It’s so sad.  The real tragedy is the humanitarian toll the Venezuelan government is imposing on its people.  Kids are starving, people are going without medicine, simple products can’t be bought, and the currency is becoming tissue paper.  So sad.

The US government imposing these new restrictions is obviously an attempt to break the current Venezuelan government and get something better, ideally capitalist, in there.  It’s a long road but if that could happen a tremendous amount of investment would flood into the 32 million person country with the largest oil reserves in the world.  Companies could make a lot of money capitalizing on those opportunities.  Oh, and by the way, it would help all those millions get good jobs, fill their bellies, educate their kids, and get back to normal.


Amazon cuts Whole Foods prices

No week is complete without a story about Amazon changing the world.  On Monday the merger with Whole Foods will be completed.  Amazon made waves by saying they would drastically cut prices at the grocer.  This definitely follows Amazon’s playbook by bring logistic excellence to their operations and passing the savings on to the consumers.

Some have complained this might start a price war with grocers.  I say “bring it on.”  Who loses there?  Maybe grocery stores that haven’t invested in improving their operations so they can’t compete.  Sorry about your luck, but you need to keep up.  Who wins?  We do.  We get better service at lower prices.  Amazon can definitely create tremendous value which makes them money and saves us money, which we can spend or invest in other things.  All that’s good for the stock market.


Debt ceiling war

It’s a long time before it would happen, and it’s far from certain that it would, but a debt ceiling showdown looks like it might be coming.  These things are always high drama, and then always have a way of resolving themselves either right before the government would actually shutdown or shortly after it did.

A government shutdown has huge economic implications.  Federal government spending is something like 20% of GDP so it’s a big deal.  Last time this happened, during the Obama administration, stocks fell about 4% when the government shutdown.  After it was quickly back up, stocks regained all that back.


Hope you all have a great weekend.

Week in review (18-Aug-2017)

It was a bit of a roller coaster for stocks this week.  After stocks were down big last week, stocks shot up over 1% on Monday but gave all those gains back and more on Thursday.  The week ended with US stocks down 1% for the week, Pacific stocks up 1% for the week and European and Emerging stocks in between.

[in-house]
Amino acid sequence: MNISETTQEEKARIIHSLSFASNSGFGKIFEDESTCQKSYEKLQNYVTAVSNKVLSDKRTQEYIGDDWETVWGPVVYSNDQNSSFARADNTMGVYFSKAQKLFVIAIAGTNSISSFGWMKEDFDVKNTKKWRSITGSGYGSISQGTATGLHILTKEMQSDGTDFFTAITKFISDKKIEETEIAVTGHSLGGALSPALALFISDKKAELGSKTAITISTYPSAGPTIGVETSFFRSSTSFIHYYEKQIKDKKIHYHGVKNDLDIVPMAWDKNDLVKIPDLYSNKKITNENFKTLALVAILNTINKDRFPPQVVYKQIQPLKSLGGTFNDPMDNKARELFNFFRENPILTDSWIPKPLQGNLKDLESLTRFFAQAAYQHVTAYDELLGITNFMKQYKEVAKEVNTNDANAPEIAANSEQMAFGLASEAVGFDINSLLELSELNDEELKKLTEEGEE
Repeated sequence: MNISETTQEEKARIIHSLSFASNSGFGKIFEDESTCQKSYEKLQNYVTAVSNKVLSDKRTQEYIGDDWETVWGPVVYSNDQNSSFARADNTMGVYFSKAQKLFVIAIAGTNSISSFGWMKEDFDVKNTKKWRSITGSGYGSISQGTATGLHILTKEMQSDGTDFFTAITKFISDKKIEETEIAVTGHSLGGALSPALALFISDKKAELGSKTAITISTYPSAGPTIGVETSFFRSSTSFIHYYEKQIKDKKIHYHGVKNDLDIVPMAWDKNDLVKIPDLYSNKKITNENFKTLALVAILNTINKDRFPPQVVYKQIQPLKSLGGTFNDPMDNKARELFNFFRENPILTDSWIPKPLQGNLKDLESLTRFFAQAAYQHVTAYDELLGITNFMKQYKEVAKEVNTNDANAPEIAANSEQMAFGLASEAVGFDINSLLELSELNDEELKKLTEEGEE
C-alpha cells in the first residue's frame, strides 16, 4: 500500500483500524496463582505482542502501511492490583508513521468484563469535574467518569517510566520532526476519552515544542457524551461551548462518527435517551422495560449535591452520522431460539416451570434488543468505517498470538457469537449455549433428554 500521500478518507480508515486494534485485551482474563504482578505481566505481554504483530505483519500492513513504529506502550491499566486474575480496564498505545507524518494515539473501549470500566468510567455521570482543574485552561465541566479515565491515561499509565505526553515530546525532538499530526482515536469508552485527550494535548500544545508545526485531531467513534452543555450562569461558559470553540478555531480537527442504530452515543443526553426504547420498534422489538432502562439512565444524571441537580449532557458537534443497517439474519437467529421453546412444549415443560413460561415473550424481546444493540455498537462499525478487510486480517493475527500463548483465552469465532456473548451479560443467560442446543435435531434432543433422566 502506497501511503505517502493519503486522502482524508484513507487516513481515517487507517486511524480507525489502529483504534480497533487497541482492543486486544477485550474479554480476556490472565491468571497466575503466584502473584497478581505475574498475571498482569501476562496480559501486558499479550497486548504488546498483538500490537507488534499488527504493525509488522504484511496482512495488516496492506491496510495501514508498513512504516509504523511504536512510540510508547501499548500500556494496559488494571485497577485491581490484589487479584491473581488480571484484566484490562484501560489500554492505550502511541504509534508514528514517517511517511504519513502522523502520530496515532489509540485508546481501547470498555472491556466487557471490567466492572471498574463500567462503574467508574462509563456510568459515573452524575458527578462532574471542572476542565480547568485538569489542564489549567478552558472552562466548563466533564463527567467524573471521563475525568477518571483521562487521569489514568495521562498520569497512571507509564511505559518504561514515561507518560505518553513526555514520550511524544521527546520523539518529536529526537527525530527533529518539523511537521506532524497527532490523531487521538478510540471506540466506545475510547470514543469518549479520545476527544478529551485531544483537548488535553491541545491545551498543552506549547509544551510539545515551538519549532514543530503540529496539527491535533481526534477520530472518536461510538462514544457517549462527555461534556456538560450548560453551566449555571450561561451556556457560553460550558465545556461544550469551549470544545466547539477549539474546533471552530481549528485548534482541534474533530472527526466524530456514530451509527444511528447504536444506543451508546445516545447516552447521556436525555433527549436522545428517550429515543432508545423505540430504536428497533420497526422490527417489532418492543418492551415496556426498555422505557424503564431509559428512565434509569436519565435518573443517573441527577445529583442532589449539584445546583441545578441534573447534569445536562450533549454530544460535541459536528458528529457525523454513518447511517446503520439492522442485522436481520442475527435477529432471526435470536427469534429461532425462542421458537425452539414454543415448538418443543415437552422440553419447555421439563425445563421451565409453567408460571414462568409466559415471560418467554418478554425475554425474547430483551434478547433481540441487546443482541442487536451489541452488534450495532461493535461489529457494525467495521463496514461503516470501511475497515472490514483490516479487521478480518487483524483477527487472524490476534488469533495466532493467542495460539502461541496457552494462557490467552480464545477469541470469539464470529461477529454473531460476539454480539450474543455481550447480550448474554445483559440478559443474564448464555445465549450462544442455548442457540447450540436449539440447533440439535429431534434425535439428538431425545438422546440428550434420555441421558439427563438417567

Merck CEO quits President’s advisory team

Similar to last week, the biggest business news story was a very important social story that cast a shadow over everything: The despicable neo-Nazi terrorist attack that left one woman dead horrified the country.

However, the real story became President Trump’s response.  His delay in overtly condemning white supremacists lead to public outcry.  Merck’s CEO, Kenneth Frazier, was the first of several leaders who cut ties with the president by leaving his American Manufacturing Council.  As the story continued to spiral, Trump eventually disbanded the council.

Given the racial overtones here, Frazier’s departure is particularly notable in that he is one of only five black CEOs of Fortune 500 companies.


Chinese company tries to buy Chrysler

Rumors circulated on Monday there was a Chinese suitor looking to buy Fiat Chrysler.  This is interesting just because Chrysler has been bought and sold a few times, first to Mercedes and then to Fiat.  I’m not sure any of those transactions worked out well for the buyer.  Now it might be a Chinese company.

Second, and more broadly to the market, I think merger and acquisition activities are generally positive.  If a purchase is made, it will certainly be at a premium over Fiat Chrysler’s current market value.  That’s good for Fiat Chrysler’s shareholders in particular, but it’s good more broadly in that it shows that there are companies out there who look at assets and think they can do it better, and they’re willing to put their money where their mouth is.  It will be interesting to see how this unfolds.


Amazon creates pickup locations

Amazon continues to change the world.  They announced this week that they are piloting locations where you can order something online and then go pick it up minutes later.  It’s easy to see how this can be tremendously convenient.  It’s also not a big leap, if this is successful, to see this concept expanding to the point where we eventually get on-demand, nearly instantly-delivered products.

I kind of feel like twenty years from now this is how the world we’ll go, and we’ll be telling our kids how things were before 2017.  They’ll look at us like we were crazy to have to wait a couple days to get stuff online.  From a stock perspective there are going to be huge winners that are going to enjoy tremendous value creation as they make our lives easier.  Who knows if Amazon is going to be one of those winner, but it’s certainly hard to imagine them not being there based on their current winning streak.


China’s Alibaba shows tremendous growth